Arkansas Teachers Learning to Educate Students in Cybersecurity from UA Little Rock and ADE

Philip Huff, assistant professor of cybersecurity, and Sandra Leiterman, managing director of the UA Little Rock Cyber Gym

The University of Arkansas at Little Rock, along with Arkansas Tech University (ATU), has been selected as a co-host for the 2022 Arkansas Computer Science and Computing Educator Academy (CSCEA).

The program, which is overseen by the Arkansas Department of Education (ADE) Office of Computer Science, will provide free tuition for up to 60 Arkansas educators to complete a graduate certificate in cybersecurity education at UA Little Rock as well as advanced computer science training from the ADE.

A grant in excess of $800,000 from the ADE will provide tuition and fees for teachers to take 18 graduate-level hours in computer science and cybersecurity. Participants must be Arkansas residents who are employed by an Arkansas public school district or intend to teach within an Arkansas public school district.

“We are excited that UA Little Rock has joined Arkansas Tech University as a partner for the 2022 Arkansas Computer Science and Computing Educator Academy,” said Anthony Owen, state director of computer science education for the Arkansas Department of Education. “UA Little Rock’s cybersecurity track adds a greatly needed focus area. We are eager to work with the educators engaging in this opportunity as they take this knowledge back to their schools, communities, and students to develop the cyber literate workforce required for today’s constantly connected world.”

The CSCEA provides Arkansas residents with a starting point for new teachers to be successful by learning basic computer science; receive preparation for passing the Computer Science Content Knowledge Praxis exam; gain approval to teach high school computer science courses; earn up to 18 graduate-level credits in cybersecurity; and expand skills in specialized areas.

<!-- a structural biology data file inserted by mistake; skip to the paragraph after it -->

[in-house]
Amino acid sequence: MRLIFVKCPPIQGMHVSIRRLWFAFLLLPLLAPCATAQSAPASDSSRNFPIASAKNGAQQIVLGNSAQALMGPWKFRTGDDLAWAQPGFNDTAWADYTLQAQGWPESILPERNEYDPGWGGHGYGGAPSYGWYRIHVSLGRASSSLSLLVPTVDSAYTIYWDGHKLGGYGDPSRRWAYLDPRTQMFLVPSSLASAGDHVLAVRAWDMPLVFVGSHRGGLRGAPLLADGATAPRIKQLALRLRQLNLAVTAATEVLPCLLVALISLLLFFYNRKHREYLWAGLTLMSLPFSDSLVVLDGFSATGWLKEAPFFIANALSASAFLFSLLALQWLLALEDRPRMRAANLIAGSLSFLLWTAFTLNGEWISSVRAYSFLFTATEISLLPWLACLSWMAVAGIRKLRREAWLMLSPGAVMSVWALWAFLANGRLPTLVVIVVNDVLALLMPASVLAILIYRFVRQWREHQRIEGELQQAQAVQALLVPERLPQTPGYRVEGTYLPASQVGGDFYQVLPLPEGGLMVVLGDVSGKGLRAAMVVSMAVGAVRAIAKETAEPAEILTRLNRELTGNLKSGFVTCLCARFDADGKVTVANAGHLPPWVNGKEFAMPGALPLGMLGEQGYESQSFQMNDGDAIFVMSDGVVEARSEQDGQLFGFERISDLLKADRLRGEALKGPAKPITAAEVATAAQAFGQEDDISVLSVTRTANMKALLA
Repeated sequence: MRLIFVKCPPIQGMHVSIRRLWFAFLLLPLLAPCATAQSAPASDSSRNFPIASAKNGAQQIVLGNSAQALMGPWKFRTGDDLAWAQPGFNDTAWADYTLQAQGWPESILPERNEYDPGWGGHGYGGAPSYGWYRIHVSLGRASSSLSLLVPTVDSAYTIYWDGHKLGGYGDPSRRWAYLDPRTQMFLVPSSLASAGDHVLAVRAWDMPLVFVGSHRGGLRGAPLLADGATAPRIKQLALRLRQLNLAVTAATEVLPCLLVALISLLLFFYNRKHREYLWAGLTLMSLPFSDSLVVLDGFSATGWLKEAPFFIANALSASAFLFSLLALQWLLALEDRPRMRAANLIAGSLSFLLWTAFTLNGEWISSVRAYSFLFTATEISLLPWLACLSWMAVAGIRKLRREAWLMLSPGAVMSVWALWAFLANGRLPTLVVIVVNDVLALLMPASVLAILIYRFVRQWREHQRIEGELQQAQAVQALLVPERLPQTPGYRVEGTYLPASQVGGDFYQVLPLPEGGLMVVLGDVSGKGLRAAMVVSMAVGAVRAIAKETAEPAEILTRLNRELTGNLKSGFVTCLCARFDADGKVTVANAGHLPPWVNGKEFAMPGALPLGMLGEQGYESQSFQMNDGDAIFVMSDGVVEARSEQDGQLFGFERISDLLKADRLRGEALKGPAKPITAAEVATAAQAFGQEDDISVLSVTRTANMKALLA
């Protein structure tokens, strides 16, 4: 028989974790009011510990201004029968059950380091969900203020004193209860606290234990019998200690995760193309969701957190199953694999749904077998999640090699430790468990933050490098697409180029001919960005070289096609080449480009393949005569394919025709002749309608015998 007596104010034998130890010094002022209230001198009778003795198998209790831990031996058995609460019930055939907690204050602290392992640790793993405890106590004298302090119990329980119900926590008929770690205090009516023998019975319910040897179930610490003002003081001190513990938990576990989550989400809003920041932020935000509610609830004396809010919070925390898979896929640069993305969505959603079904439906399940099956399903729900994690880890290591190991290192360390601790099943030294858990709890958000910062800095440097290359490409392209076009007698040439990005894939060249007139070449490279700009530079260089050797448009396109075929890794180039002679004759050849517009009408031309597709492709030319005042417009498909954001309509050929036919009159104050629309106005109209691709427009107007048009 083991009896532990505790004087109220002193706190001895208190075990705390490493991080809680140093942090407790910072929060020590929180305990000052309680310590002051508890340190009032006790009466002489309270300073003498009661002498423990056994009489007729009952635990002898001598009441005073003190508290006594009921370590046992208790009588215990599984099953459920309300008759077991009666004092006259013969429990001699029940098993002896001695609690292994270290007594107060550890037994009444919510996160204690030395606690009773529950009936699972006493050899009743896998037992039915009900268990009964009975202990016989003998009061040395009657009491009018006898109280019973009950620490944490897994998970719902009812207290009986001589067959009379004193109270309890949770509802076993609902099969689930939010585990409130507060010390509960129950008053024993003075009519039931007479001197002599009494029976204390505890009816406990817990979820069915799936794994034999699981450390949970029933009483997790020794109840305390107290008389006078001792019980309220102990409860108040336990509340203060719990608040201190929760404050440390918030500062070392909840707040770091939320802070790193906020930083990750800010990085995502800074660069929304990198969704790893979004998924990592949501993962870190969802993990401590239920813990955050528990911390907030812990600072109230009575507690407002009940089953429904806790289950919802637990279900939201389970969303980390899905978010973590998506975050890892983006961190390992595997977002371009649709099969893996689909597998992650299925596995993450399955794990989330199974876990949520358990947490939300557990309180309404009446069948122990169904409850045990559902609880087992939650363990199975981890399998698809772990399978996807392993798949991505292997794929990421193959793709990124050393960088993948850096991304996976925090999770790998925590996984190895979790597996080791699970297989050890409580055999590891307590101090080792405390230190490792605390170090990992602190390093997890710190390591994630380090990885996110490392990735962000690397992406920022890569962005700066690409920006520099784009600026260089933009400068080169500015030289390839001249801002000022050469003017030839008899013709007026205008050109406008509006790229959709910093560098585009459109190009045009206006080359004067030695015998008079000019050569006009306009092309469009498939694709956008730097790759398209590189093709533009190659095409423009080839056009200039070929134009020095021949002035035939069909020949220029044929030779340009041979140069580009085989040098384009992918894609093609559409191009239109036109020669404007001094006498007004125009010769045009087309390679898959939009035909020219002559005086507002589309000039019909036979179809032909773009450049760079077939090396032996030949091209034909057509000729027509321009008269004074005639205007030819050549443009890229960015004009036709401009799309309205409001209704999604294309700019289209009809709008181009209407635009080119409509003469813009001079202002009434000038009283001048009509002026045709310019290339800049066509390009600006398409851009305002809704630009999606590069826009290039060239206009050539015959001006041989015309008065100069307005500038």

The CSCEA expands the number of Arkansas high school teachers who can receive support for graduate-level coursework in teaching cybersecurity. UA Little Rock will be one of the first universities in the country to offer a graduate certificate in cybersecurity education through the National Cybersecurity Teaching Academy, a collaboration of 10 institutions in nine states. It is funded by a $750,000 grant from the National Centers of Academic Excellence in Cybersecurity, located within the National Security Agency (NSA). UA Little Rock’s graduate certificate is pending approval by the UA Board of Trustees, the Arkansas Higher Education Coordinating Board, and Higher Learning Commission approvals.

“The National Cyber Teaching Academy is the first of its kind in the nation,” said Sandra Leiterman, managing director of the UA Little Rock Cyber Arena and co-principal investigator on the grant. “The state of Arkansas is providing an incredible opportunity for its teachers to earn graduate education in computer science and cybersecurity. UA Little Rock’s graduate certificate will provide teachers with the content knowledge they need to teach dedicated cybersecurity courses in high school, as well as courses for high school concurrent credit. This education will help teachers prepare so many of our high school students for future careers in the in-demand field of cybersecurity.”